“The whole proposal needs to be strengthened if we are to see any real reform,” he said.
Rauch joined the leaders of hunting and fishing groups in Idaho and Montana to discuss the proposed Forest Service rules recently in a national conference call with reporters.
Under the proposal, each forest and grasslands district would work with the public to identify routes, trails and other areas suitable for off-road vehicles. An environmental analysis would also be required on each site to determine potential environmental effects.
The result would be a “use map” to outline what activities are allowed in which areas. The Forest Service says the plan would also halt the proliferation of new roads and trails, helping ease maintenance and enforcement problems.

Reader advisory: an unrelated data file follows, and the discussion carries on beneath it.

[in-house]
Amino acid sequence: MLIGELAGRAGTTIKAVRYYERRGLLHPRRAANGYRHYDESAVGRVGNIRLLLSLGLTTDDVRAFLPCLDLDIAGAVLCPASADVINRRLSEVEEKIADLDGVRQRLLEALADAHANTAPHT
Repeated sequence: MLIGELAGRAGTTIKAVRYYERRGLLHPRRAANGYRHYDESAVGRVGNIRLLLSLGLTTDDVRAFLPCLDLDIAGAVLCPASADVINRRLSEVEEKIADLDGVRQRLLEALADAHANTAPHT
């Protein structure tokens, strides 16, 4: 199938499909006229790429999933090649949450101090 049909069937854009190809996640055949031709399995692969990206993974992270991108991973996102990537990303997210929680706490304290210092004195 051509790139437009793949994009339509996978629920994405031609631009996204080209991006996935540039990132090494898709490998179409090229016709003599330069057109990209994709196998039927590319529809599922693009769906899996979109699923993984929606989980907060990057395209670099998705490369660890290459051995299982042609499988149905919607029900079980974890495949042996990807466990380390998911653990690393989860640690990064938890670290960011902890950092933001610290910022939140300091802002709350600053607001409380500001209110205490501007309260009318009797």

Environmentalists and hunting and recreation groups like the idea, but say it should include more effective enforcement and money to pay for it.
Rauch suggested a two-year deadline for forests to establish off-road vehicle routes, “otherwise there will be no incentive to act in a timely manner.”
“They’ve also got to immediately end the use of all unauthorized, renegade ATV trails,” he said. “If the renegade trails continue to be used while they go through this process, the problem will just get worse and worse.”
Cherie Barton, president of the Idaho Wildlife Federation, agreed more protection is needed to keep irresponsible off-road users out of the region’s pristine backcountry.